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10 ways webinars get interrupted and how to increase your webinar participation rates

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After an explosion of interest in webinars and online conferences, many organizations have seen their average webinar participation rates drop. It’s frustrating because webinars still take a long time to organize, although you don’t have to bother ordering coffee and setting up chairs like you would for an in-person meeting. And, of course, low webinar attendance is hard to bear knowing that the potential audience should be almost limitless.

Why are webinar participation rates low?

There’s probably not a single reason you’re seeing declining webinar participation rates. (And, admittedly, some organizations have seen their webinar participation rates increase; more on how to do that, below.) Instead, there are probably a number of factors that prevent all of the virtual seats in your webinars.

In addition, there is a difference between webinar registration numbers and the number of people. actually present– as well as the number that remains to look at everything. Finally, there is a related question of how many people watch the webinar later if it was recorded.

  1. There are now tons of competing webinars. Just as you can market worldwide, there are countless other events that can include your potential attendees as well. Webinar attendance rates inevitably decrease when they all slice the pie in a thousand ways.
  2. People are busy. Attending a webinar is often more enjoyable than a must in your schedule. It comes after doing its usual job, but also takes a back seat to cooking meals, looking after the kids and all the other daily minutiae.
  3. No need to commit. First, instead of going to a conference or even a presentation downtown, people don’t necessarily reserve space in their calendars for webinars. It’s easier to avoid getting blown away by a work project when you’ve booked a flight to a distant city than it is to just sit in front of your laptop at home. Plus, no one seems to know if you’re showing up to an event where you are invisible, so there is little remorse in not logging in. And, finally, there’s no need to register or attend when we don’t feel any sense of a shortage and know there are potentially unlimited places online.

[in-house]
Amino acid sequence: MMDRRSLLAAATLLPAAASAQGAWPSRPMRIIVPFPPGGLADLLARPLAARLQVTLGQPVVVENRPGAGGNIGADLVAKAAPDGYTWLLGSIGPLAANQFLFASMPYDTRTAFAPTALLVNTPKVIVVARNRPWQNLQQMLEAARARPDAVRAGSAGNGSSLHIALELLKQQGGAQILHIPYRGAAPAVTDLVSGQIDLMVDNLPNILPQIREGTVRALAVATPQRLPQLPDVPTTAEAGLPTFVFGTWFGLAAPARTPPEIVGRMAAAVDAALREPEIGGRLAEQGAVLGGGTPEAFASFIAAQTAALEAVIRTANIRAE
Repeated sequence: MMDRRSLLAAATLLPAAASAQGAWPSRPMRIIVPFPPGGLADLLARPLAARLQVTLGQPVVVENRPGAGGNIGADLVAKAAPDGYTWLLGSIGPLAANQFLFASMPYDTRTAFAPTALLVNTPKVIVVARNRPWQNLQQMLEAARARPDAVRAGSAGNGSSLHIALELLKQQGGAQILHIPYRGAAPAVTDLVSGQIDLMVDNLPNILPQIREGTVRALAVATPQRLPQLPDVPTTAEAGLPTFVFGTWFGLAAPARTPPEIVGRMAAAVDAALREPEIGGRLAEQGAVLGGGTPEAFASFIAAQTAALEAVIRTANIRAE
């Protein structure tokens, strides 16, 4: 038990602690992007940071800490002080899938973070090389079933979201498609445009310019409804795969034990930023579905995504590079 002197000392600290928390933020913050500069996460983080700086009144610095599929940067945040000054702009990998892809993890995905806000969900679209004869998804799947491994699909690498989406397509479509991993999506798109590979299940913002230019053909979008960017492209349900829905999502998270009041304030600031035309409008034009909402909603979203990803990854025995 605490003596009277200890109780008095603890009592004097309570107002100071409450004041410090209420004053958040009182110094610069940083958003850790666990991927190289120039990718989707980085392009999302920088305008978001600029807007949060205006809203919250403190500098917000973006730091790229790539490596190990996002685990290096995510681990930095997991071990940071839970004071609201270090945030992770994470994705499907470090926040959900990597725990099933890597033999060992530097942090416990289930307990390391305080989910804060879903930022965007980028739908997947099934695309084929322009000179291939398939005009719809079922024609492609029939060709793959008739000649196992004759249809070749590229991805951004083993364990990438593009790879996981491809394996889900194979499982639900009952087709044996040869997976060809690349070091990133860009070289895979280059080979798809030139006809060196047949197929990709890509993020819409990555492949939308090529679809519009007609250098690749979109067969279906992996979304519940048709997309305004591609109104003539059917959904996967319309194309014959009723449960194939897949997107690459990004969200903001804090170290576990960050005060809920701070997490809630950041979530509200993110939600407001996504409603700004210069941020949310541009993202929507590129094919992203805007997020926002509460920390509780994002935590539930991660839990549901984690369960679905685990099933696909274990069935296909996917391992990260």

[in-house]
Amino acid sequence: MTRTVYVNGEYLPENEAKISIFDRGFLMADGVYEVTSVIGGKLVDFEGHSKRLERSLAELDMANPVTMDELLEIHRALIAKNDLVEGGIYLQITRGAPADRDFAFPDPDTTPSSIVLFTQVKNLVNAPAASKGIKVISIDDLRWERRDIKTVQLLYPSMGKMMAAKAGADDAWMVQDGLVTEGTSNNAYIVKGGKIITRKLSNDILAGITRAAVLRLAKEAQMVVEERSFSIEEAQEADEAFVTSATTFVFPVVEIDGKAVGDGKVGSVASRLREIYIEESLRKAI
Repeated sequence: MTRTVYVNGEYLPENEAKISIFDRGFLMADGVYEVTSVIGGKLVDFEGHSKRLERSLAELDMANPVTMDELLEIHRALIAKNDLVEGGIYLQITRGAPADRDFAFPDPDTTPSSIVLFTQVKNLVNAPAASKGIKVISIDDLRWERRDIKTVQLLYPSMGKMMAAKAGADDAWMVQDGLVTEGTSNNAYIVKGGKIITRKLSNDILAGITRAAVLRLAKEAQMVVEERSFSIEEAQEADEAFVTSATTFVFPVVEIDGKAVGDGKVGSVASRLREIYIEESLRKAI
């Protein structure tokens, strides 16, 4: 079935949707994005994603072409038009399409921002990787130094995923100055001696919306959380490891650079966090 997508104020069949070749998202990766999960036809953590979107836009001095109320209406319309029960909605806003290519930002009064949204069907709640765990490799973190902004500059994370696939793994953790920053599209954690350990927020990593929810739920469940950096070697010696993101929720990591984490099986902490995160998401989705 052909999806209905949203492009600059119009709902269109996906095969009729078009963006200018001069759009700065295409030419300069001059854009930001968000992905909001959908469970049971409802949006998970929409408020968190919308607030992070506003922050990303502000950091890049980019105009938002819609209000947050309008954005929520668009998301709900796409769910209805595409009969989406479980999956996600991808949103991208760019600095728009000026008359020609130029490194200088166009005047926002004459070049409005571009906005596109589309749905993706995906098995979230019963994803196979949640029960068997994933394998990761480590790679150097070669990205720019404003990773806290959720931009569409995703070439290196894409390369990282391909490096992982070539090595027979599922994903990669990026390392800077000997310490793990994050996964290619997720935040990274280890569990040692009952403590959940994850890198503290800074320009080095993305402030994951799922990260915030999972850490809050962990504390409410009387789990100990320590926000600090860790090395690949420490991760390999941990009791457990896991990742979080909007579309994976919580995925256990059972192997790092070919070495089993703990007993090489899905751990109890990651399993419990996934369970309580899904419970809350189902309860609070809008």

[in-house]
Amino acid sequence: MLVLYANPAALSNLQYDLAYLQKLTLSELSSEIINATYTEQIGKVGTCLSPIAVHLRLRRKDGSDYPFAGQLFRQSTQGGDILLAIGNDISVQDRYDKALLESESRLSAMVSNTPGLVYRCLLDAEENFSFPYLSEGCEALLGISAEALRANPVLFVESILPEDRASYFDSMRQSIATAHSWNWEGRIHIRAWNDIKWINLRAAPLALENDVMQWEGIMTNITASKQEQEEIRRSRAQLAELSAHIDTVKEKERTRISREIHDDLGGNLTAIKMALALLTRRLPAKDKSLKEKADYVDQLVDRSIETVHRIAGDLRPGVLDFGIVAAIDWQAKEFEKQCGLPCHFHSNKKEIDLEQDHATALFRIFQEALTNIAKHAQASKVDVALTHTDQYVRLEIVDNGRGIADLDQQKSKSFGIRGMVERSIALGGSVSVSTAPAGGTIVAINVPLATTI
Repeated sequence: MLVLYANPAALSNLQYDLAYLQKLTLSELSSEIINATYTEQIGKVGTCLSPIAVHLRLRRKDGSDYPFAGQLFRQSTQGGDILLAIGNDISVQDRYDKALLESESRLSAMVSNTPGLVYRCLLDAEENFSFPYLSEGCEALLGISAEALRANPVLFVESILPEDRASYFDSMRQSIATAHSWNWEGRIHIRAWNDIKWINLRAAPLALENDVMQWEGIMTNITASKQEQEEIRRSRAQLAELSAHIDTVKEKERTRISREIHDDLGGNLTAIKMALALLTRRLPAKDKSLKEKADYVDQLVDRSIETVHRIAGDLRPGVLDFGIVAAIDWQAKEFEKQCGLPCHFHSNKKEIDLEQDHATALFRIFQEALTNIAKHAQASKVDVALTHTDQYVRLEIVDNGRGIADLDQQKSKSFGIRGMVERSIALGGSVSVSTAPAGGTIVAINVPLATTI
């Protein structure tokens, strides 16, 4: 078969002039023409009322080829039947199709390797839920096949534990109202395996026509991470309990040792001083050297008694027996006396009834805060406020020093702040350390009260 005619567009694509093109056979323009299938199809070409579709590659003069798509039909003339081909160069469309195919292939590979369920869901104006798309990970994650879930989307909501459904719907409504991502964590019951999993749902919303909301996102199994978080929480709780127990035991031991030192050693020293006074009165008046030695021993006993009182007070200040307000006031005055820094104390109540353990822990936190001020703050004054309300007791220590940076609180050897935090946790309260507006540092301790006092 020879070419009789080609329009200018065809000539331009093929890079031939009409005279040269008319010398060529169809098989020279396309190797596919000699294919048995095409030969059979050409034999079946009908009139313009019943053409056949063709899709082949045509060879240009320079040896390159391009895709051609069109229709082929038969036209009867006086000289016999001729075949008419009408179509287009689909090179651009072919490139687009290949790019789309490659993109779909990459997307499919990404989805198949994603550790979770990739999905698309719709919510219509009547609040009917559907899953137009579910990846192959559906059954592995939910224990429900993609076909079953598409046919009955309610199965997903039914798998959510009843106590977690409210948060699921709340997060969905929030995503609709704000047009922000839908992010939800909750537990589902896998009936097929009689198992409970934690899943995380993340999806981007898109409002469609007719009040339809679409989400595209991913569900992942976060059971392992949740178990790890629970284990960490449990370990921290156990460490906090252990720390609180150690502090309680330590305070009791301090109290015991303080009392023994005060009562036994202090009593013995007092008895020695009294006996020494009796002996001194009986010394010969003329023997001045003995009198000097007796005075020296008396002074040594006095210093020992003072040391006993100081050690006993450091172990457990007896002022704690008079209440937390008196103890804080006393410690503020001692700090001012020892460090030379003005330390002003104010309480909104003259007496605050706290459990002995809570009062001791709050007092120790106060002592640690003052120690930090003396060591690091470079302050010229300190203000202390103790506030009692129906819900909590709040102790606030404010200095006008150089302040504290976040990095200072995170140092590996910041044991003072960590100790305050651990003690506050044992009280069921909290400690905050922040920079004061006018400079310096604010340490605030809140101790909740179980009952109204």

4. Screen fatigue. Whether it’s daily staff meetings, watching a movie, or attending webinars, people spend a lot of time looking at digital screens. The prospect of spending more time passively parked in front of a computer is tiring. This is doubly true if what you are watching is not top notch entertainment but rather a mediocre webinar.
  5. Burnt by bad webinars. To be clear, a lot of webinars are bad and boring. After having endured enough, potential webinar attendees are reluctant to register and attend another. Once bitten, twice shy. Even good webinars are culpable by association as they are all put together by potential attendees.
  6. Monetization webinars. There is no reason for webinars to be free; after all, they involve a real cost, take a long time, and should deliver real value. However, it’s harder to get people to sign up if there are costs – and entering your payment details means more time and friction. A smaller, more serious paying audience (with fewer absent attendees) may be preferable to a larger unpaid group, but adding that price tag will likely have an effect.